As for adult kids living at home, while they save to buy/rent a place to live -- we support that in our family. Our son does pay us rent, and contributes to chores, so there's never the feeling that he's sponging off of us. And we kinda like the guy! ;-)

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  3. Good job Lili. You have to do,what you have to do. Always nutritious are your meals. I see your family is easy to please and try's new things.
    Good on the lack of convenience foods. It's the mouth/ taste feel, salt,sugar fat. There has been so much research as to how manufacturers strive for this, I think when the majority of meals are prepared at home these factors are lessened .Many times my family finds something too salty when packaged.

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    1. Hi Theresa,
      Thank you.

      I've read about commercial food producers using sugar, salt and fat to make their products highly palatable (and hence repeat purchases and over-consumption).

      I agree, when you prepare foods at home, the recipes, themselves, don't call for as much fat, sugar or salt as a commercially-produced item. And there are some things that I find way too salty (canister potato chips is one of those items). And I could never add as much sugar to homemade iced tea or lemonade, as is in the containers of powdered drink mix. I think salt, sugar and fat are just the cheap ways to add flavor. Whereas, most of us who cook from scratch use garlic, onions, lemon juice, herbs and spices for extra flavor, when something tastes "flat".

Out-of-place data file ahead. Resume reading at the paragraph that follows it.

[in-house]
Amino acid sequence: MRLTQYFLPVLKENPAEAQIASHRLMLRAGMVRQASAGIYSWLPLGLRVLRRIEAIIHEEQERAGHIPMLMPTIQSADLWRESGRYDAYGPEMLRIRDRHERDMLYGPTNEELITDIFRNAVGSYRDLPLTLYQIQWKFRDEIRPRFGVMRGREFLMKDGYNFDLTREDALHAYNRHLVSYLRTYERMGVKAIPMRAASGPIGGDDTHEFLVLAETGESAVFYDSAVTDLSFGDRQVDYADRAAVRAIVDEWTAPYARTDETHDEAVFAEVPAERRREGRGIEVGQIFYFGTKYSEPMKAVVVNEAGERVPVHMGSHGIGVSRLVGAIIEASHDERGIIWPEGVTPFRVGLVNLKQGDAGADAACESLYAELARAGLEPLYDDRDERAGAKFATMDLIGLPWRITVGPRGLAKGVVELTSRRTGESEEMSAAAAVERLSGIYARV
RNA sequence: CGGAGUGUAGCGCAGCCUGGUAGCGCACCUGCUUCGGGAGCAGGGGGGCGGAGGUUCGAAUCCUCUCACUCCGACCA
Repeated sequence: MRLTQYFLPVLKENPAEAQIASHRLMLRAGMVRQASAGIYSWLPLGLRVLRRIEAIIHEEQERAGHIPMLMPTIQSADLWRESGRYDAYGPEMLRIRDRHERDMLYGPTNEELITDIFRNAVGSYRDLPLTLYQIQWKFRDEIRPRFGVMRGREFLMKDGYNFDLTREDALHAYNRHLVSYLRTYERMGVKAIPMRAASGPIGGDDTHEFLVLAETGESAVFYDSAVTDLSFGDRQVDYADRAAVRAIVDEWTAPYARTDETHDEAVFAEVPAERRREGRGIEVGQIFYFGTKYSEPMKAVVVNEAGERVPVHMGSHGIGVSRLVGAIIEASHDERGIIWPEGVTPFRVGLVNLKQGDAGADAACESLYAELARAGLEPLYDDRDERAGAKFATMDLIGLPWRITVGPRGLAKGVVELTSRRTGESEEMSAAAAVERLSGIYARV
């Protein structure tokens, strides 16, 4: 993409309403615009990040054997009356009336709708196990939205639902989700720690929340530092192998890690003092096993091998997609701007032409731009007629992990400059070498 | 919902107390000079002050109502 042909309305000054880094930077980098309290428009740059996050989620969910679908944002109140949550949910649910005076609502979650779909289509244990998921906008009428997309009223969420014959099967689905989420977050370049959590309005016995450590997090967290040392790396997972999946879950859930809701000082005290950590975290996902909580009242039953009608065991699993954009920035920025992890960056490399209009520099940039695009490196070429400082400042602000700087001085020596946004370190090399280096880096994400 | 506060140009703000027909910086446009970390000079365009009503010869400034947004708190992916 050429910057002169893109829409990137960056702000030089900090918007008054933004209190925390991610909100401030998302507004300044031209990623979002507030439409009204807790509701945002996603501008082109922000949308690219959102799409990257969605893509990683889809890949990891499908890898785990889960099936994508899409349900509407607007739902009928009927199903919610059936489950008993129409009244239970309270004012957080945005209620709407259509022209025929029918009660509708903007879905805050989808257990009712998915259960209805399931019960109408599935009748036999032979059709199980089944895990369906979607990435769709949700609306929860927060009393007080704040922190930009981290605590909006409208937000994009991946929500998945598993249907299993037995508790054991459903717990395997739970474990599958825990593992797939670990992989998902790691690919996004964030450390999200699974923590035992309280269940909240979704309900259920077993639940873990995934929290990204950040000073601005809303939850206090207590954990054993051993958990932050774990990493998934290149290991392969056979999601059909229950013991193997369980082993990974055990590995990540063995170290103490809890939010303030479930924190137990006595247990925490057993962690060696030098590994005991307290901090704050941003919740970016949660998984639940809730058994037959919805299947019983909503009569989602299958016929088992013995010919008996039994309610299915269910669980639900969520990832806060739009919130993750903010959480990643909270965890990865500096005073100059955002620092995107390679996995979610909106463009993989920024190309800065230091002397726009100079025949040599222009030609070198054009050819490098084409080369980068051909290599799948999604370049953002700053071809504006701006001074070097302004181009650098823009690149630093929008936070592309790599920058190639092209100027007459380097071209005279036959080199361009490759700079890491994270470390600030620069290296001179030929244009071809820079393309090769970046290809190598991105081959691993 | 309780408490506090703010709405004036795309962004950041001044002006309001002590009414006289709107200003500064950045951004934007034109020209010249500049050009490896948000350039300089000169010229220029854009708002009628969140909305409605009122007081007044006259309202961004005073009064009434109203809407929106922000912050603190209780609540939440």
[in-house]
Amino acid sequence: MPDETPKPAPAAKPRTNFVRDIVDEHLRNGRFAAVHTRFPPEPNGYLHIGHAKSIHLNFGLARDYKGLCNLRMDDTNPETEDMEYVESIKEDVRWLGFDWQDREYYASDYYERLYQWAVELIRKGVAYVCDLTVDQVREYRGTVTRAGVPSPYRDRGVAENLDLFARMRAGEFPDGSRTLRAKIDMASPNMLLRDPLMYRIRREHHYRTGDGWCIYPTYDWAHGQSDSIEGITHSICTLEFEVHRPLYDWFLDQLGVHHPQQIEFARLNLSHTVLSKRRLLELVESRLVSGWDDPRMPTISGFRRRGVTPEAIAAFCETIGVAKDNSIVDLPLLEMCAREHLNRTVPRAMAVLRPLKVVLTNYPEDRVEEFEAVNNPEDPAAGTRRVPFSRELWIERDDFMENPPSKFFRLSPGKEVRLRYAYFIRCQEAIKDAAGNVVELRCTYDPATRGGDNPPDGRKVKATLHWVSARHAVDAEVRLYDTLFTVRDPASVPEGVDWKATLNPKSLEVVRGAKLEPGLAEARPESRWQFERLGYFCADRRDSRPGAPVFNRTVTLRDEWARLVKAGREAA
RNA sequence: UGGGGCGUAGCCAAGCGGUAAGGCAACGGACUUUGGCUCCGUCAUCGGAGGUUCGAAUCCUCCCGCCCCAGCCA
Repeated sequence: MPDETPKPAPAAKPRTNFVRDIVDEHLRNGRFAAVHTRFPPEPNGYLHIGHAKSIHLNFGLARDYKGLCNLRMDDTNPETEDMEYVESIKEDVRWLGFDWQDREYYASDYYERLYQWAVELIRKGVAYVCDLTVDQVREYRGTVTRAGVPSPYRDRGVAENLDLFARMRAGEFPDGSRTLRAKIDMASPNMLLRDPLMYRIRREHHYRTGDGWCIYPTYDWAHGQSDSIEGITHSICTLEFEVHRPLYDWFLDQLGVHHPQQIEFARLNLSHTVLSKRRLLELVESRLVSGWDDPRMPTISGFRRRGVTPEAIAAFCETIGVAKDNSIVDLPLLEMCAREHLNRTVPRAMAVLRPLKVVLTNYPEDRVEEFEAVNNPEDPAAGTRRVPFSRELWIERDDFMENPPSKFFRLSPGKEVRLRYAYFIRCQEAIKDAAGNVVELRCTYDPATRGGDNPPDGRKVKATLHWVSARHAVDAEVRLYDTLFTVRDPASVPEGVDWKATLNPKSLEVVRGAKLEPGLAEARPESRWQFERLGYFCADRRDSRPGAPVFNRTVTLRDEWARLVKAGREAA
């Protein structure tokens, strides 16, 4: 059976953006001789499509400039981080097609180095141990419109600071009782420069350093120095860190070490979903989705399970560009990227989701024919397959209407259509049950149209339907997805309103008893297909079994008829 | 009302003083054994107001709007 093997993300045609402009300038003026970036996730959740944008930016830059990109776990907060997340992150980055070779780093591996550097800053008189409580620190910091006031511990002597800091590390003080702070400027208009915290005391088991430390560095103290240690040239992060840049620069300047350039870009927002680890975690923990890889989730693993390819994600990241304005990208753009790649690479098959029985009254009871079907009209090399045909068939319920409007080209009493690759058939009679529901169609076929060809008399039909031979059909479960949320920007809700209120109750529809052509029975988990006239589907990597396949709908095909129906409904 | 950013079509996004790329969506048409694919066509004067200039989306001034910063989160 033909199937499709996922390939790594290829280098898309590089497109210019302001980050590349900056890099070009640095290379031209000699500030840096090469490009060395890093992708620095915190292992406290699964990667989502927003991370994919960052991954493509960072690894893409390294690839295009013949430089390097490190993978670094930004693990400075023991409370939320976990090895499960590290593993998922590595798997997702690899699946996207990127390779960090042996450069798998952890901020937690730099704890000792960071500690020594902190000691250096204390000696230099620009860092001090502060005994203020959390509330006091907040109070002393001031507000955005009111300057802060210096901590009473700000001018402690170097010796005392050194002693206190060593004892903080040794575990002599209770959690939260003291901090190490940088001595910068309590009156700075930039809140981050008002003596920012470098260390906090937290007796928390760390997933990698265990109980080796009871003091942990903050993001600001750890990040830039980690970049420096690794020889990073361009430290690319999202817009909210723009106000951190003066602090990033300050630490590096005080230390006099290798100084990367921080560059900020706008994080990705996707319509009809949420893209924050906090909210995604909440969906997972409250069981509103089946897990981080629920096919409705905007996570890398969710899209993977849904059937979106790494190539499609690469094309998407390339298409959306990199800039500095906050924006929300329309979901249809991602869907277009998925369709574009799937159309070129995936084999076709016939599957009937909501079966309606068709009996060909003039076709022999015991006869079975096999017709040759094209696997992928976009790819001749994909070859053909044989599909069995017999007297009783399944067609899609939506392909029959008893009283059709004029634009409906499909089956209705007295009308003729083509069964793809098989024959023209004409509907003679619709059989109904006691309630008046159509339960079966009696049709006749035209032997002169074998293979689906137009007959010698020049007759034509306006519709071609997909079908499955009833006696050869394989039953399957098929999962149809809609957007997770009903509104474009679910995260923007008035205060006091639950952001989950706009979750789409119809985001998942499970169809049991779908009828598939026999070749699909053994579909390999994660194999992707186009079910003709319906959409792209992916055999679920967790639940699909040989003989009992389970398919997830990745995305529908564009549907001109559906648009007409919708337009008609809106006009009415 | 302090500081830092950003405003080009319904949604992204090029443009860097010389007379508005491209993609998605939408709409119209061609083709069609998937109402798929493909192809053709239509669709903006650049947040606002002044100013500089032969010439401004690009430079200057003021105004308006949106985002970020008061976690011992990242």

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  4. Hi Lili.

    You make very wise purchases, groceries have just gone up so much! I think increasing the grocery budget was a good decision. I know you will be back on track soon.